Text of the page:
DISCUSSION: What we know about Health and Housing Hardware

May 20th, 2021

Closing the Gap Clearinghouse produced a document in 2013 talking on the value of health hardware. Its content has re-appeared in the 2020 17th biennial health report by the Australian Institute of Health and Welfare.

The Document includes some parts of what we know works & doesn’t work in housing and proving the link between housing and health through the robust ongoing collection of data and focus on health hardware.



‘Housing Strategies that improve Indigenous health outcomes’ 2013 is still highly valuable reading, with the content reiterated in ‘Australia’s health 2020: data insights’.



As outlined in ‘Housing strategies that improve Indigenous health outcomes’ (Dec 2013):

We know:Housing is a key social determinant of health’

We know what works:  ‘High-quality, well-maintained health hardware such as taps, toilets, showers and sinks, coupled with attention to safety of a house, can make a major positive impact on Indigenous health for any age group.’

We know what doesn’t work: ‘Using low-quality materials and construction to generate initial cost savings increases the costs of maintenance and housing replacement in the longer term.’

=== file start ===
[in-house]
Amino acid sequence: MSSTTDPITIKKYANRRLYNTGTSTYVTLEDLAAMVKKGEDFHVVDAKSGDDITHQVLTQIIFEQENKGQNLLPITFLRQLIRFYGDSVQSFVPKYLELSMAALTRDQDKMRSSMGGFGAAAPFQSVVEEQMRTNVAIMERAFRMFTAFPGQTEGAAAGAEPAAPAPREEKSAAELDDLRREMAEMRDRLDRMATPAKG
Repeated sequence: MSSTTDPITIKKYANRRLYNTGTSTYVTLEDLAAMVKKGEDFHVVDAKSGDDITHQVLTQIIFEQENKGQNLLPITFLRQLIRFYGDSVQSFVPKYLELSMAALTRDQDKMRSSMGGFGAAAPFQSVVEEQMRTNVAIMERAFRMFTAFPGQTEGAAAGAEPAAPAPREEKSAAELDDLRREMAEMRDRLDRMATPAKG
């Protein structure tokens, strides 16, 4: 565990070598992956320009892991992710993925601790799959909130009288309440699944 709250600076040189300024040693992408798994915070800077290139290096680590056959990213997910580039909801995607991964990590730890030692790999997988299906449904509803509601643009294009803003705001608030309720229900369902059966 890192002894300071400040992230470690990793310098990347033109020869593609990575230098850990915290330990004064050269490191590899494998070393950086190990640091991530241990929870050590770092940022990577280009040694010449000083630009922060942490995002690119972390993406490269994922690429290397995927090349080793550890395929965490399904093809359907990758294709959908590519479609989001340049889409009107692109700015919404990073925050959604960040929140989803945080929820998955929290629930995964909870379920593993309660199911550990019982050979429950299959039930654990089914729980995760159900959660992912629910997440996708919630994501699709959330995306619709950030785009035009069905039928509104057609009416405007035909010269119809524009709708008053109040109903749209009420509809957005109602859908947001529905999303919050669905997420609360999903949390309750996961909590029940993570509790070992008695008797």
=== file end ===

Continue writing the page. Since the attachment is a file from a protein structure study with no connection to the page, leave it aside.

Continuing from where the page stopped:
We know what we don’t know: ‘Although some very clear associations between housing and health are evident, it is very difficult to demonstrate a causal relationship between the two.’

In 2013, The Closing the Gap Clearinghouse published a resource sheet ‘Constructing and maintaining houses (Pholeros & Phibbs 2012), examining how the quality of housing impacts health outcomes with a focus on health hardware.

Australia’s health 2020: data insights by AIHW nine years on documents ‘Two of the critical factors connecting housing conditions to health are the impact of crowding and the state of domestic health hardware.’ 

It directly links preventable and treatable diseases such as Acute rheumatic fever and rheumatic heart disease to ‘crowding, socioeconomic deprivation, and inadequate access to health hardware….’

The robust collection of the Housing for Health data reiterates and proves the importance of housing maintenance from the proven strong link between housing and health.